HANDEL 9 German Arias

Author: 
David Vickers
97 729. HANDEL 9 German Arias (Siedlaczek)HANDEL 9 German Arias (Siedlaczek)
CCS35117. HANDEL 9 German Arias (Keith)HANDEL 9 German Arias (Keith)

HANDEL 9 German Arias (Siedlaczek)

  • German Arias
  • Brockes-passion, Excerpts
  • German Arias
  • Trio Sonatas, No 1, HWV386
  • Trio Sonatas, E minor
  • Concerto a quattro

Handel composed very little music on texts in his native German tongue. The most notable examples are settings of poetry by Barthold Heinrich Brockes (1680-1747), a Hamburg town councillor who had known Handel since they were both students at the University of Halle in 1702. Nevertheless, it was after Handel had settled permanently in London that he set Brockes’s Passion oratorio Der für die Sünde der Welt gemarterte und sterbende Jesus (c1716) and nine devout poems from the same author’s Irdisches Vergnügen in Gott, bestehend in Physicalisch- und Moralischen Gedichten (second edition, 1724).

Wolfgang Katschner unusually programmes the so-called Nine German Arias alongside rearrangements of selections from the Brockes-Passion. The Lautten Compagney’s specialism in plucked continuo instruments and penchant for copious artistic licence results in a colourful assortment of numerous continuo instruments (including two lutes and anachronistic harp). Ina Siedlaczek’s slightly pinched, girlish timbre lacks compassionate warmth (‘Süsse Stille’ is tranquil enough but does not convey serene consolation), although she makes up for it with admirably restrained embellishments and affectionate communication of the poetry. I enjoyed her airy shaping of melodic contours in ‘Meine Seele hört im Sehen’ but was less enamoured by the whimsical alternation between oboe and violin for the solo obbligato part, and the tinkering capriciously with continuo instrumentation during the B section; the solo obbligato part in ‘Das zitternde Glänzen der spielenden Wellen’ is recomposed for both oboe and flute, including passages featuring both together that contain plenty of notes that Handel certainly did not write. The most persuasive moment is when Siedlaczek and violinist Daniel Deuter are left to weave their sweetly persuasive spell without undue interventionism (‘Die ihr aus dunklen Grüften’), but overall these superficially attractive performances lack aesthetic coherence.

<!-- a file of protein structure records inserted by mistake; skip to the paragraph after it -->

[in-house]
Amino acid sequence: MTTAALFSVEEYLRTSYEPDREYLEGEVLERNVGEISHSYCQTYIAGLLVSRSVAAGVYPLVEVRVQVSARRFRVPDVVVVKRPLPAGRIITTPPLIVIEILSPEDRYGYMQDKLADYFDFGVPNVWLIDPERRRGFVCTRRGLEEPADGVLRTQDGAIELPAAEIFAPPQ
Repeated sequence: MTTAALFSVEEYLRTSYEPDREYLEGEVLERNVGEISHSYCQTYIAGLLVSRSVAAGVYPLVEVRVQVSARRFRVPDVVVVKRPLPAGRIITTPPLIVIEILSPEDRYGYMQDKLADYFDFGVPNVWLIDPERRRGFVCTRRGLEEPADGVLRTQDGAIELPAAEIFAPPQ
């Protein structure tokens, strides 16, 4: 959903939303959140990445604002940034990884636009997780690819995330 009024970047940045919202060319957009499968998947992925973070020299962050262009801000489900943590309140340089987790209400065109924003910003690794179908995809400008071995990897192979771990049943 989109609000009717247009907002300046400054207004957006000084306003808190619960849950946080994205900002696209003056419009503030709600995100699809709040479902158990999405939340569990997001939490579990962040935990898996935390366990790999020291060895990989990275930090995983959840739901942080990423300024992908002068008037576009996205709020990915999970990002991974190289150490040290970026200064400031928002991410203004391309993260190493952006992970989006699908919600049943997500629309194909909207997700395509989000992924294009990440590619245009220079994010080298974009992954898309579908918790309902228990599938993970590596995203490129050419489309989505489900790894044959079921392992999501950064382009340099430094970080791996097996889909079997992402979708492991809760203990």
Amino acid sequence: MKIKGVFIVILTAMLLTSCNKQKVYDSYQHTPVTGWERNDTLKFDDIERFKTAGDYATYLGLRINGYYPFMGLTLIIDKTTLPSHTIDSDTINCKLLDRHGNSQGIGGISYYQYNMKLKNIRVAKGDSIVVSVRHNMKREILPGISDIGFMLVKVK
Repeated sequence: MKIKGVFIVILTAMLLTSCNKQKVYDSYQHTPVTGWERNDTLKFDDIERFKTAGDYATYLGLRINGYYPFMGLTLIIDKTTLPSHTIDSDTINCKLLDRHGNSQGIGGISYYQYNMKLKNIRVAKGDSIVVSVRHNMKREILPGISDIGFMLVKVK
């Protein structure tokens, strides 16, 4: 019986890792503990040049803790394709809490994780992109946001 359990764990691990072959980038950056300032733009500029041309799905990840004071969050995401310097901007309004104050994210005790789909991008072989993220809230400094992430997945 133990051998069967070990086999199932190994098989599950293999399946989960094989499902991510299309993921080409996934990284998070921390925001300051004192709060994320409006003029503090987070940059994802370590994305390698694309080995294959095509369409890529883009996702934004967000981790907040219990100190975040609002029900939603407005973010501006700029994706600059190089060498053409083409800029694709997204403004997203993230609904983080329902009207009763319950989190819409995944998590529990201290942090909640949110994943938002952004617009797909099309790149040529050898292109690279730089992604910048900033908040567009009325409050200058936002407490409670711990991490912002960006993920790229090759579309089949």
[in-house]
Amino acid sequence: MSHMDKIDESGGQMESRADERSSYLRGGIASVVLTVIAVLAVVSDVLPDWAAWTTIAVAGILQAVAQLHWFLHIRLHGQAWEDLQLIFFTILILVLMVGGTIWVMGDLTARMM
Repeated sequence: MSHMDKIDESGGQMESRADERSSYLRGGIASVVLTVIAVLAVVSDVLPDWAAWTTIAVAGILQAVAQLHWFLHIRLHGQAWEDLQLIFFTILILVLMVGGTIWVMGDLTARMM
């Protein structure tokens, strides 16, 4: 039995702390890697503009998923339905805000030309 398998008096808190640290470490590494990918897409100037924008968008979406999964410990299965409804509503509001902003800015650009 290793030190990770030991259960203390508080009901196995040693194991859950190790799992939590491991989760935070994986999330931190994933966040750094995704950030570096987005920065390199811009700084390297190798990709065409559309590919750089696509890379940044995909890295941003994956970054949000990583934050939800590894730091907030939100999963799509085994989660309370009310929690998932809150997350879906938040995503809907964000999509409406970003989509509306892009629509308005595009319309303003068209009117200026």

Florilegium more sensibly intersperse the Nine German Arias between a couple of trio sonatas and an obscure D minor chamber ‘concerto’; the latter survives in the library of Count Schönborn in Wiesentheid but its attribution to Handel is surely spurious. The continuo duo of cellist Jennifer Morsches and harpsichordist Terence Charlston (on a 1766 Kirchman instrument that belonged to Christopher Hogwood) play with beguiling refinement, and flautist Ashley Solomon and violinist Bojan Čičić play with judicious melodiousness and delicacy (especially in a breathtaking performance of the Largo in Op 2 No 1). Florilegium’s expert chamber-playing also pervades the arias, but the effectiveness of these is diminished by Gillian Keith’s quick vibrato and self-conscious ornamentation. Solomon’s flute playing is quietly rapturous in its illustration of nature imagery in ‘Meine Seele hört im Sehen’ (Morsches’s idea to use pizzicato for the bass line works beautifully in tandem with Charlston’s lightly tripping harpsichord realisation), whereas Cˇi∂ic´’s supple violin has rapier-like finesse in ‘Das zitternde Glänzen’. Nevertheless, the incongruity of Florilegium’s musical intelligence with Keith’s quivery tension yields disappointing results.

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